The planet is already two-thirds of the way there, with global temperatures having warmed about 1°C above pre-industrial levels.
When the target was put into the Paris Agreement, relatively little was known about the climate risks that would be avoided in a 1.5C warmer world compared with a 2C warmer world, or about the action needed to limit temperature rises to that level.
Society would have to enact "unprecedented" changes to how it consumes energy, travels and builds to meet a lower global warming target or it risks increases in heat waves, flood-causing storms and the chances of drought in some regions as well as the loss of species, a United Nations report said on Monday.
The planet will begin to see the effects of climate change sooner ー and more broadly ー than experts originally thought, according to a landmark report by a United Nations commission of dozens of climate scientists released Monday.
The latest IPCC report comes ahead of the Katowice Climate Change Conference in Poland in December, where the world's governments will examine progress made in holding to the Paris Agreements of 2015.
Camera IconFederal Environment Minister Melissa Price.
"Limiting warming to 1.5 degrees Celsius is possible within the laws of chemistry and physics but doing so would require unprecedented changes", said Jim Skea, another co-chair at the IPCC and an expert in sustainable energy at the Imperial College of London.
Meanwhile, the climate group 350.org said the report supports the call for a halt to the use of oil, gas and coal and a "rapid transition to energy systems based on 100% renewable energy".
"International cooperation is absolutely imperative to limit emissions and therefore global warming and its impacts, as well as coordinating effective and widespread adaptation and mitigation", said Sarah Perkins-Kirkpatrick, a fellow at the Climate Change Research Center at the University of New South Wales.
Prime Minister Scott Morrison stressed that the report did not "provide recommendations to Australia" and his Government's focus would be ensuring that electricity prices were lower for households and small businesses.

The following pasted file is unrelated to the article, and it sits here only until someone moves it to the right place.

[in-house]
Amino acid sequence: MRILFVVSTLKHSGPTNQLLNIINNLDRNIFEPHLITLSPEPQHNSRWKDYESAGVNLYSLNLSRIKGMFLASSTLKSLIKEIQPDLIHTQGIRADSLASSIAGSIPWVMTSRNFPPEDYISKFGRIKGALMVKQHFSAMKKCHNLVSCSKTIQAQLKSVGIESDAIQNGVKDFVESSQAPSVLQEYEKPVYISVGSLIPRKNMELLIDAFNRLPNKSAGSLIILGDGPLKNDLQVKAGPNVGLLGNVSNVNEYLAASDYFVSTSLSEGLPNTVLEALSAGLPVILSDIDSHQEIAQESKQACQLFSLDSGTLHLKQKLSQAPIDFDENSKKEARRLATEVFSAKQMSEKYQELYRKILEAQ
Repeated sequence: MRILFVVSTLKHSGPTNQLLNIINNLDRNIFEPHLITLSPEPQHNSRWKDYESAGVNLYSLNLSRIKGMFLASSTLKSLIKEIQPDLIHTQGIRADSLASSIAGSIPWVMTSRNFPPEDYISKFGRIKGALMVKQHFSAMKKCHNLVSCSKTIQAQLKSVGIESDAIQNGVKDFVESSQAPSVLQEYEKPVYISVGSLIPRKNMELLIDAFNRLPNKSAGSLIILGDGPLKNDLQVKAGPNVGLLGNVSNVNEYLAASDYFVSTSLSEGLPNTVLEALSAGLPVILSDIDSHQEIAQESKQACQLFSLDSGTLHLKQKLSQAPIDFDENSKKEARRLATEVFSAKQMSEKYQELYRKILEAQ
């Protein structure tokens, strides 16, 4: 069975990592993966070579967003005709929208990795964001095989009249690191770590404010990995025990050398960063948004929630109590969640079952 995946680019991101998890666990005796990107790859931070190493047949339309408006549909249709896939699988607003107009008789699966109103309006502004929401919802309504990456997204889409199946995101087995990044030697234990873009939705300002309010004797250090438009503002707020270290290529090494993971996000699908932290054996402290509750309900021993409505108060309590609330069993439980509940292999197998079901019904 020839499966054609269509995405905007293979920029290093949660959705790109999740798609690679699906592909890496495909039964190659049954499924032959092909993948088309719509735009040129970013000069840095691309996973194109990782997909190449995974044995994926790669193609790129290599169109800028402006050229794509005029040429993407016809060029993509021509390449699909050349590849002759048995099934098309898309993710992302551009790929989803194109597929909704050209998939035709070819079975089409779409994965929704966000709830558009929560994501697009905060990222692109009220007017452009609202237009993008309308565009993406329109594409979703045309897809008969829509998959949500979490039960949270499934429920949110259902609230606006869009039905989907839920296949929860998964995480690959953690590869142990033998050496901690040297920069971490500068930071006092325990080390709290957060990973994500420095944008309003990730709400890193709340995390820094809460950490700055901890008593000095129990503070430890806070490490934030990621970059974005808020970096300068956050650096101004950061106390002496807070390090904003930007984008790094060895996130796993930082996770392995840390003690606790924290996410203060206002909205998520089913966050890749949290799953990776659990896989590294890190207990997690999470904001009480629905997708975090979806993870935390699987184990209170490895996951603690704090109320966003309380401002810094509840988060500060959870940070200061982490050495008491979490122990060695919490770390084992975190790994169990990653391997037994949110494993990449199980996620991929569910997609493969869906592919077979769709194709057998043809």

A spokeswoman for the state department said the USA is "leading the world in providing affordable, abundant, and secure energy to our citizens, while protecting the environment and reducing emissions through job-creating innovation". And that would have the side benefit of avoiding more than 100 million premature deaths through this century, the report said.
A rise in global temperatures by another 0.5 degree Celsius would increase, deepen and spread the impacts wider, the scientists concluded.
WA's Ningaloo Reef could be wiped out within three decades unless fossil fuels are phased out and the world changes dramatically to deal with a warming planet, according to a landmark report.
One of the key goals of the accord was to limit the increase in global temperature to well below 2°C relative to pre-industrial levels, and to attempt a more aspirational goal of containing the rise to 1.5°C by the end of the century. "Global warming is likely to reach 1.5°C between 2030 and 2052 if it continues to increase at the current rate".
Temperatures are now on track to rise 3 degrees Celsius by 2100.
The Paris Agreement asked the IPCC to report on the impacts of global warming of 1.5℃, and this new publication is the result. Most coral reefs will die, which could trigger rippling effects throughout the oceans.
Coal power would also need to be reduced to nearly nothing. To get there, emissions would have to be cut by 45 per cent from 2010 levels by 2030, with further action required by 2050. "Consequently, limiting global warming to 1.5°C is projected to reduce risks to marine biodiversity, fisheries, and ecosystems, and their functions and services to humans, as illustrated by recent changes to Arctic sea ice and warm water coral reef ecosystems".
By the end of the century, if warming stops at 1.5 degrees, the sea level rise may be almost four inches lower than if it stops at 2 degrees.